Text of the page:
In the age of e-reading, people are questioning what is becoming of the physical book and, by extension, bookstores. We all felt the devastation of Borders closing back in 2011, and I'm still recovering from my favorite local bookshop closing in 2013 (it's the store outside of which I waited in line on July 20, 2007 to get my copy of Harry Potter and the Deathly Hallows as soon as the clock struck midnight on the 21st—you can imagine how well I coped with that). As disheartening as these closings can be, allow me to reassure you that the art of getting lost in bookstores as you lose track of time in the aisles is not over, and I'm not just talking about Barnes and Noble (although I am a huge fan of Barnes and Noble).
A few days ago, I decided to adventure to a small, recently opened bookshop about a half hour away from me, and it brought some warmth to my cold, kindle-hardened soul. (I should note that I don't actually have anything against kindles and e-readers. As long as people are reading and appreciating literature, I really don't care whether the words are on paper or a screen. I just think there's something really special, perhaps in a merely nostalgic sense, about actual books. I just like bookshops, guys.) The shop I visited is Rare and Used Books in St. James, NY. It's owned by a local proprietor of super awesome stuff, including books that come with stories beyond the ones in their pages. These books have histories, from their previous owners to the authors themselves. There are signed copies, first editions, beautifully bound classics and historical documents, kids' books—even the entire Gossip Girl series. Shelves were dedicated to unusual finds from Tolkein, Rowling, and George R.R. Martin that you never knew existed. The entire shop is packed with fascinating and gorgeous literature, and it isn’t a long drive away.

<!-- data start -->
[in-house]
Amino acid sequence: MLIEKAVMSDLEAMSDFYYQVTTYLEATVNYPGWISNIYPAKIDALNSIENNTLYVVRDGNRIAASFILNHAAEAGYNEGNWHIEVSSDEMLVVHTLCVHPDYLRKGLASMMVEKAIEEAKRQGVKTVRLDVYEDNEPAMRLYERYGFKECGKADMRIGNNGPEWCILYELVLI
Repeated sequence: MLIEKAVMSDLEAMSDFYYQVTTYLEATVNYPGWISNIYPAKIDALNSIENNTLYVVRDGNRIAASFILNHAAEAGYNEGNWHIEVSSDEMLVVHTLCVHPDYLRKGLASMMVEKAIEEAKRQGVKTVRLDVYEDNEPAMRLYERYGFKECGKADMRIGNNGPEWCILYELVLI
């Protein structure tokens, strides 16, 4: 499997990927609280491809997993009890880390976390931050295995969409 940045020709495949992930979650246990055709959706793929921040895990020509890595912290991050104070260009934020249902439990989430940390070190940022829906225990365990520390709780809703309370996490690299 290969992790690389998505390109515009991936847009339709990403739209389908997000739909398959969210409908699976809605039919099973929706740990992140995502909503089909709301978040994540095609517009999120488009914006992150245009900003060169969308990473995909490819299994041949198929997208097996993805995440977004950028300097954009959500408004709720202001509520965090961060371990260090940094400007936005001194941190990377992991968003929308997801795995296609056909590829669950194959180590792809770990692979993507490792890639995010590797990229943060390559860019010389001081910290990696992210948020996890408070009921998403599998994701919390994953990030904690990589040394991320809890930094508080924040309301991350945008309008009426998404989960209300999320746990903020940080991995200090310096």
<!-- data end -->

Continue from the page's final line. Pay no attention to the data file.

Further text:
I almost bought The Federalist Papers, probably because of my recent obsession with Lin Manuel Miranda’s Hamilton, but I talked myself out of it in an effort to save money. I ended up leaving with two used books: Jonathan Swift’s Gulliver’s Travels and William S. Burroughs’ Naked Lunch. These copies look like they’ve been well worn and loved, and there’s something really cool about that. Gulliver’s Travels is filled with notes from a previous owner studying the text, which is what really drew me to it. I take notes in books all the time, and it’s cool to own an old copy of a book in which the previous owner did the same thing. I find myself making up stories about the previous owner, and connecting with them in my own mental fiction.
My bookshop adventure proved to me that it’s possible to find books still being celebrated and valued non-commercially, and I encourage all of you to find out where your nearest independent bookshop is and visit it. Let’s support our small, local book sellers, and keep the love of books alive in the twenty-first century!
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